Scores of migrants burned to death when Houthi security forces fired “unidentified projectiles" into an overcrowded detention center in the Yemeni capital of Sanaa earlier this month, Human Rights Watch (HRW) said March 16.
According to the New York-based rights group, the mostly Ethiopian detainees were protesting their living conditions on March 7 when Houthi guards rounded hundreds of them up, locked them in a hangar and told them to say “their final prayers” before firing two projectiles into the facility.
“The migrants said the first projectile produced a lot of smoke and made their eyes water and sting. The second, which the migrants called a ‘bomb,’ exploded loudly and started a fire,” HRW said in a statement.
“People were roasted alive,” one migrant told the group. “I had to step on their dead bodies to escape.”
Based on witness accounts and an analysis of video footage, HRW said it appeared the guards had used smoke grenades, tear gas cartridges or stun grenades on the inmates. Two videos showed “scores of charred dead bodies … lying in positions that suggests they were trying to flee but were overcome by smoke and fire.”
The International Organization for Migration (IOM) estimated more than 170 people were injured in the fire, with at least 90 in serious condition. The United Nations migration agency called on the Houthis to allow aid workers and health-care staff access to the hospitals treating the injured.
The Houthis shifted the blame to the UN, which the group’s Interior Ministry said was “fully responsible” for “its failure to play its role in providing shelters … for gathering and accommodating illegal immigrants.” In a statement provided to HRW, Houthi spokesman Mohammed Abdulsalam said the fire shouldn’t be “politicized.”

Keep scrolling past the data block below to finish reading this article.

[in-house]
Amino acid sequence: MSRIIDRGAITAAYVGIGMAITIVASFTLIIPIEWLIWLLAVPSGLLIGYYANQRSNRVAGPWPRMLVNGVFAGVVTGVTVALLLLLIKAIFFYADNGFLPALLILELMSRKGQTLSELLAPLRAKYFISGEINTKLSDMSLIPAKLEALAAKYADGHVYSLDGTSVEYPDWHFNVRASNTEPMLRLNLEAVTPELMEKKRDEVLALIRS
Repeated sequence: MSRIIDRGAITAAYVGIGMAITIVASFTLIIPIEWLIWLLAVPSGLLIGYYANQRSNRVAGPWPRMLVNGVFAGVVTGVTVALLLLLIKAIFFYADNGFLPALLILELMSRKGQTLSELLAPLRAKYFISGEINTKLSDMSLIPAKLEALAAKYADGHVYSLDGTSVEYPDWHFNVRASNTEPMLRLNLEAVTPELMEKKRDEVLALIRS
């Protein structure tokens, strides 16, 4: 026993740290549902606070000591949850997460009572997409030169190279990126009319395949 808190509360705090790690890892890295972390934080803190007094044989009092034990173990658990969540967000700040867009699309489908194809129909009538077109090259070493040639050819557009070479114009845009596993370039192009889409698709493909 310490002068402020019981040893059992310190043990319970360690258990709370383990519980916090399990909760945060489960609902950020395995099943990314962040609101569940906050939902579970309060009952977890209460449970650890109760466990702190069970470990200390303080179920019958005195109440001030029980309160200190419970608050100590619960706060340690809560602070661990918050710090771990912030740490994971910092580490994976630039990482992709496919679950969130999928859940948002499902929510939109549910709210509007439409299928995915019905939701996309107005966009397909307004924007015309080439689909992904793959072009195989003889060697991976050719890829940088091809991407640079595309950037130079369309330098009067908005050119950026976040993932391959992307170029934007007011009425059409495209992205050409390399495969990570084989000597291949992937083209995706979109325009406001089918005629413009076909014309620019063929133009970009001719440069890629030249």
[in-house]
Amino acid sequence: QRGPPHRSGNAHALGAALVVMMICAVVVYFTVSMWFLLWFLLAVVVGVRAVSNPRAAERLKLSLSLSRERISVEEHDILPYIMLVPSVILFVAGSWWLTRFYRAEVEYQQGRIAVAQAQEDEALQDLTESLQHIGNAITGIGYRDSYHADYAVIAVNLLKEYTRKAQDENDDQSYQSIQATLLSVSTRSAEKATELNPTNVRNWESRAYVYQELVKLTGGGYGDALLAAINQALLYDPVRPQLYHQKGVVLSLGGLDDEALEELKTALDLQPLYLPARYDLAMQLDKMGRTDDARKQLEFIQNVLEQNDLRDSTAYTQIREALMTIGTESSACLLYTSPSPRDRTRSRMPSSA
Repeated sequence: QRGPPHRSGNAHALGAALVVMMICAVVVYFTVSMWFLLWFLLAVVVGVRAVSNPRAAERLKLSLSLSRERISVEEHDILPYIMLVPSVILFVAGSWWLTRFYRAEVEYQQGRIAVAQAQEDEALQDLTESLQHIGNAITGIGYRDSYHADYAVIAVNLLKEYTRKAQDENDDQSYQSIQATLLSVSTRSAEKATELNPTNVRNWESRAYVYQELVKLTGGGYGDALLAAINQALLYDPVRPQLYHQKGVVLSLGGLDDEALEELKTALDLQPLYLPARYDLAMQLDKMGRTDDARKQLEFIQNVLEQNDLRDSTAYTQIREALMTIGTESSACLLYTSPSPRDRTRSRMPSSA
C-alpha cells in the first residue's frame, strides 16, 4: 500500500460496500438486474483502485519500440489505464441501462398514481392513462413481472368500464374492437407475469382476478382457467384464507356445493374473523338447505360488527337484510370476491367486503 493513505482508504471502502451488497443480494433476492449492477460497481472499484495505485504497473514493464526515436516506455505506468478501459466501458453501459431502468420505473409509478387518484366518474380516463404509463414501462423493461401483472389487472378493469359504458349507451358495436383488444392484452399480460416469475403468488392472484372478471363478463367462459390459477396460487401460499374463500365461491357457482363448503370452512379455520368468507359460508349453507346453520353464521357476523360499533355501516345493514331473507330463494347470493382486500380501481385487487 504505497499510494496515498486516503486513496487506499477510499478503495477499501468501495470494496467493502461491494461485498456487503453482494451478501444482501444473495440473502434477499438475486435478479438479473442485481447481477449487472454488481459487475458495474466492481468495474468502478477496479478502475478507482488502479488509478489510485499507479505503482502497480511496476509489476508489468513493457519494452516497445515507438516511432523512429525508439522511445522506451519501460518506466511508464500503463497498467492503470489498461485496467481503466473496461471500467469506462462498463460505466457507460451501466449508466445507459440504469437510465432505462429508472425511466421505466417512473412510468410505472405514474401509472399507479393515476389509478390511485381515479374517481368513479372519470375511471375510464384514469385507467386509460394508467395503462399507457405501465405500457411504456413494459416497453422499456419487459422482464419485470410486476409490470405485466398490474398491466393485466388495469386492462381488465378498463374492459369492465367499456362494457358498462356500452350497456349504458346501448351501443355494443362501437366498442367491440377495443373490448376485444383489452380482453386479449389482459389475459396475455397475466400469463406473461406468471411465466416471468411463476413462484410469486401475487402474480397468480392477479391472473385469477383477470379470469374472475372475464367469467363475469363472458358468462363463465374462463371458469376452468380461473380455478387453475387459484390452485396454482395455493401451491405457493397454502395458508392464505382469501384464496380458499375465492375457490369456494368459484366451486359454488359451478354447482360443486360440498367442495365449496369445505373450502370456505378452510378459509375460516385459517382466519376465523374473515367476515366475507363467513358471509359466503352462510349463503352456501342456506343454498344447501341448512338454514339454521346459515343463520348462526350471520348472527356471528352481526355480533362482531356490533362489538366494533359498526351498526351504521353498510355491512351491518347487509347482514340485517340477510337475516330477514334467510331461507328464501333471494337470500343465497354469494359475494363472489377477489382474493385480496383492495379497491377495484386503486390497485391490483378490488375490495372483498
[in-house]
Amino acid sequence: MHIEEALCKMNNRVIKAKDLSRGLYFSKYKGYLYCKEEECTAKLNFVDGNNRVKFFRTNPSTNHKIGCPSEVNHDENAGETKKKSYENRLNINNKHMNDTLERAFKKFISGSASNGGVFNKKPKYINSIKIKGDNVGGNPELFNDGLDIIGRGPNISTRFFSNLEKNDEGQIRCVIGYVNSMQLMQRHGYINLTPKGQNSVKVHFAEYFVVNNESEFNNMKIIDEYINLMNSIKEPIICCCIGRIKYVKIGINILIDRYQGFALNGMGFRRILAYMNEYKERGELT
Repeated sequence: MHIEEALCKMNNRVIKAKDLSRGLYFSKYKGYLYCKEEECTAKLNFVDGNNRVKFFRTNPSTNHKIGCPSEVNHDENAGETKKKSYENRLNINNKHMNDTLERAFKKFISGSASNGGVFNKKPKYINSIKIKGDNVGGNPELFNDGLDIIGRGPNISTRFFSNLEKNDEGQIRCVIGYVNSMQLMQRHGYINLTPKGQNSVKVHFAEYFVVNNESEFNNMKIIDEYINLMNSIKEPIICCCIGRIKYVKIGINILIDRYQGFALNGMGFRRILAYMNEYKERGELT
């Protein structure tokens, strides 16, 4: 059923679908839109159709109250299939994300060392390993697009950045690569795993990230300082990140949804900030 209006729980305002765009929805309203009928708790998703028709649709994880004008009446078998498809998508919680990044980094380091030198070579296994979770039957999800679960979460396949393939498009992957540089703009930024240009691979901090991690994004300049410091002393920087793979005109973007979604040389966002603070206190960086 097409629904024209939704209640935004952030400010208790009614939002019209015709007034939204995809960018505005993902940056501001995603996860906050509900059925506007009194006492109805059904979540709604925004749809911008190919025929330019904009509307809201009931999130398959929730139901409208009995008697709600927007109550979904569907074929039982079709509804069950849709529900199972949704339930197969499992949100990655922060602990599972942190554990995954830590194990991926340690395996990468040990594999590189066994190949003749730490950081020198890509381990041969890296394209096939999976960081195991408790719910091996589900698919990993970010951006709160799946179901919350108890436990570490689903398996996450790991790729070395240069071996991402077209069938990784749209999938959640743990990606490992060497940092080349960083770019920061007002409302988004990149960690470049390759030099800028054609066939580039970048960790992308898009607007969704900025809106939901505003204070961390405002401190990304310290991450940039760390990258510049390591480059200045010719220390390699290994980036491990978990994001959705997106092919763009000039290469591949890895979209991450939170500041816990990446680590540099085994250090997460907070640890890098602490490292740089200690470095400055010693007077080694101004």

"The incident that took place was a normal result that occurs in similar incidents all over the world,” Abdulsalam said, adding that international organizations need to “improve the conditions of boarding centers.”
Each year, some 100,000 migrants from the Horn of Africa arrive in Yemen by boat, with the hope of finding employment in the wealthy Gulf states. The migration agency estimates at least 6,000 migrants are stuck in detention centers across Yemen, with hundreds, if not thousands, more held by smugglers.
HRW interviewed five Ethiopian migrants detained with some 550 other migrants at the Houthis' “cramped and unsanitary” holding facility in Sanaa. Detainees were not given mattresses to sleep on and had limited access to food and water, prompting some to drink from the faucets above the toilets, the interviewees said.
Nadia Hardman, refugee and migrant rights researcher at HRW, called on the Houthis to stop holding migrants in dire conditions that put their lives at risk.
“The Houthis’ reckless use of weapons that led to scores of Ethiopian migrants burning to death is a horrific reminder of the dangers migrants face in war-torn Yemen,” Hardman said.
The Iran-aligned Houthi group, which is in control of Sanaa and much of northern Yemen, is fighting a Saudi-led military coalition that intervened in 2015 to restore Yemen’s internationally recognized government. The Houthis have launched an offensive to take the oil-rich Marib province and in recent weeks, have stepped up their attacks on neighboring Saudi Arabia.
On March 16, the coalition accused the Houthis of firing two ballistic missiles that struck an uninhabited part of southern Saudi Arabia on Monday. The Houthis also claimed responsibility for drones fired at the King Khalid air base in the Saudi city of Khamis Mushait.